IRC is an open standard, it should be possible to add long-term, self-healing logging to it. And in fact I’m working on it.
Turns out this does not work when you are on vacation for two weeks – that button only shows “recent mentions”. So I now have some 6 or so mentions from my time off that I have no way to locate. I guess people will ask again…
Gitter and Zulip actually track which mentions one has seen, and hence do not have this problem.
So I’ve given this discord thing a try, and while the UI and everything is more or less bearable, one thing puts me off really badly: I’m being sent an e-mail every time I want to log in, and every time I’m getting a captcha. Why is this needed? Except of targeted harassment, I can’t think of anything else. You can prevent spambots very easily simply by sending an e-mail ONCE at account creation and requiring a captcha ONCE at account creation.
So I’m trying to use discord without an account now but guess what, you can’t write anything without being logged in.
Sorry but discord is not any more “user friendly” or whatever than IRC is.
Do you happen to be connecting via VPN? (Or some other reason that your IP you connect from changes regularly?) The only reason I can find for Discord consistently sending emails to verify login is “new login location” protection. Apparently you can also bypass this by enabling mobile (QR) 2FA.
If it’s not a highly variable IP location that your connection comes from (or a high rate of device fingerprint changing), then it would seem the algorithm of malicious behavior has incorrectly flagged your behavior as potentially problematic, which is indeed unfortunate.
Yes, sometimes I travel and change my IP address. Maybe I’ll need to set up a bouncer or something.
I also need to solve a CAPTCHA every other time I log in to Discord. Sometimes even two. And that’s despite discordapp.com even being whitelisted for storing cookies across sessions. In contrast, both gitter and zulip manage to just keep me logged in across a browser restart if cookies are preserved.
I’d turn on TOTP 2FA, then.
Not sure how making logging in harder is supposed to help with login being too annoying.
But I have figured out what it was: I had configured Firefox to clean all “offline website data”. It seems that the cookie settings (which I set to “session only”) actually apply to this “offline data” as well, so I do not need to configure elsewhere again that it should be cleaned. Now at least it keeps me logged in across browser restarts.
If you want (IMO) a great middle ground, check out the Cookie AutoDelete add-on.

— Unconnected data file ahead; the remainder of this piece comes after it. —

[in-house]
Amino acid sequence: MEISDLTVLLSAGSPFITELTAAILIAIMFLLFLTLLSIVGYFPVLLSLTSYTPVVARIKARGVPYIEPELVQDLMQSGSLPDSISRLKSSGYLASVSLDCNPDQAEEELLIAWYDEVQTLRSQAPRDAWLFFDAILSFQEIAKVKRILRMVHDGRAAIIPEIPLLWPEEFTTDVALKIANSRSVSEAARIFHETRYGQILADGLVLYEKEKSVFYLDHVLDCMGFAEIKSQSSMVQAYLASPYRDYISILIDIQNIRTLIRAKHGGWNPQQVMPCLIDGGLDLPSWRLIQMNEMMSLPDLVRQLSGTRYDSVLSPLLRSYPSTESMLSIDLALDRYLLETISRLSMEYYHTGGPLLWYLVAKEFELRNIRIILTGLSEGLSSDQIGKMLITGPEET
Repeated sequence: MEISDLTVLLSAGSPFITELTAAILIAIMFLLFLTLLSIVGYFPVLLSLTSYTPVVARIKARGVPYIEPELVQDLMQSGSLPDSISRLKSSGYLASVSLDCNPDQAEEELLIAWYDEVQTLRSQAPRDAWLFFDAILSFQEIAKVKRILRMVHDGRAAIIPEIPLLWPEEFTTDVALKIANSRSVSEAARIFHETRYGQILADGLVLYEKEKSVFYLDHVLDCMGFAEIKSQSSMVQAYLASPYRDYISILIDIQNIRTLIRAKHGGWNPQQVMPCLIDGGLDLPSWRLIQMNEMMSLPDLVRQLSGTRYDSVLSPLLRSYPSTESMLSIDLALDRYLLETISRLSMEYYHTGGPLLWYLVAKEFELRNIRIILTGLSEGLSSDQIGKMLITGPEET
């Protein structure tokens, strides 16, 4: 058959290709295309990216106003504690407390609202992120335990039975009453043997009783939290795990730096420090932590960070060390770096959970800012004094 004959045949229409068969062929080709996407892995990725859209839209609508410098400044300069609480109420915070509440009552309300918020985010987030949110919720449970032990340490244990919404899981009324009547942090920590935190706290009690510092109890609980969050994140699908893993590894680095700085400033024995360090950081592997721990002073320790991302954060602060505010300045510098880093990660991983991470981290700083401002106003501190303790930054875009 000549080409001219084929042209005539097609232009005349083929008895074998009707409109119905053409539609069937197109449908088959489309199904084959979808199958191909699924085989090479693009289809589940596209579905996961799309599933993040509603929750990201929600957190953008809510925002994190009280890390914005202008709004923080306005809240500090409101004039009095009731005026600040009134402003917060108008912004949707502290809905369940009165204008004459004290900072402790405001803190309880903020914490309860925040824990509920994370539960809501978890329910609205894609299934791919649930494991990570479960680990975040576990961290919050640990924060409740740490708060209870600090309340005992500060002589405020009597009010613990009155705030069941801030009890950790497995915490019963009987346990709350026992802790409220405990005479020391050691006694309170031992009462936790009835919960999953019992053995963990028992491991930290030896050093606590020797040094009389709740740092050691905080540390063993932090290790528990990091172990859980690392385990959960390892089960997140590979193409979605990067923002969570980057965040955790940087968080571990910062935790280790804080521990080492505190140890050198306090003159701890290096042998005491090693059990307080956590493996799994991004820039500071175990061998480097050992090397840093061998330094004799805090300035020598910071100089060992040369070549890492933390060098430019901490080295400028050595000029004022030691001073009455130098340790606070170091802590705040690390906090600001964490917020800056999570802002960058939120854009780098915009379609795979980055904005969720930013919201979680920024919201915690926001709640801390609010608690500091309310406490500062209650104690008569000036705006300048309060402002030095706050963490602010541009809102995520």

With it, cookies for non-whitelisted domains are automatically deleted. There are a few options for when they are removed:
- On browser close.
- N seconds after tab close.
- After domain change within one tab.
As with these sorts of things, they may cause unexpected breakage… It feels worth it, to me…
(OTOH, it does occasionally feel like I’m fighting a losing battle. ¯\(ツ)/¯)
Firefox can delete all cookies (except for white-listed domains) on exit without any addons and deny third-party cookies. See “Privacy & Security” section in settings. Though considering fingerprinting I am not sure about effectiveness of such measures.
FYI Discord yet again changed their TOS in a stealthy fashion, including some new alarming tidbits.
Hey, so apparently Discord decided to quietly update their TOS with a clause that says you must forfeit your right to sue them or take part in a class-action lawsuit.
IANAL, and this may be of little consolation, but this may be null and void in some EU countries and elsewhere since you may not contract away some rights.
It might also violate GDPR, https://gdpr-info.eu/art-82-gdpr/
Unfortunately, the U.S. people have decided that corporations should have more and greater rights than individuals in all cases and people should be subserviant to corporations. You can’t fight this on a case by base basis. It must be fought in the political realm through activism and, more importantly, intelligent voiting. Also, as @Centril points out, Discord could be setting themselves up for some real legal problems in non-US jurisdictions if they don’t watch it.
This is true, but there are plenty of US citizens that use Rust, and I commented about this because some people were giving the benefit of the doubt to the Discord company earlier in this thread.
I have been using Zulip for a while, and I have to say I love it, and have stopped joining Discord as a consequence.
Now, Zulip has its issues, I think @varkor raised very valid concerns here: Zulip shortcomings but they are honestly mostly stylistic. The most serious one for me are stream discoverability, and moderation.
For me this is make or break; while I’ll always move wherever T-lang is, I would prefer to use a communications platform which frankly isn’t ugly and doesn’t feel claustrophobic and the visual design and UX of Discord is miles better than Zulip’s imo. The threading ability doesn’t offset it and T-lang mostly doesn’t need this threading and it can in most cases just be done by creating small topical channels (e.g. one for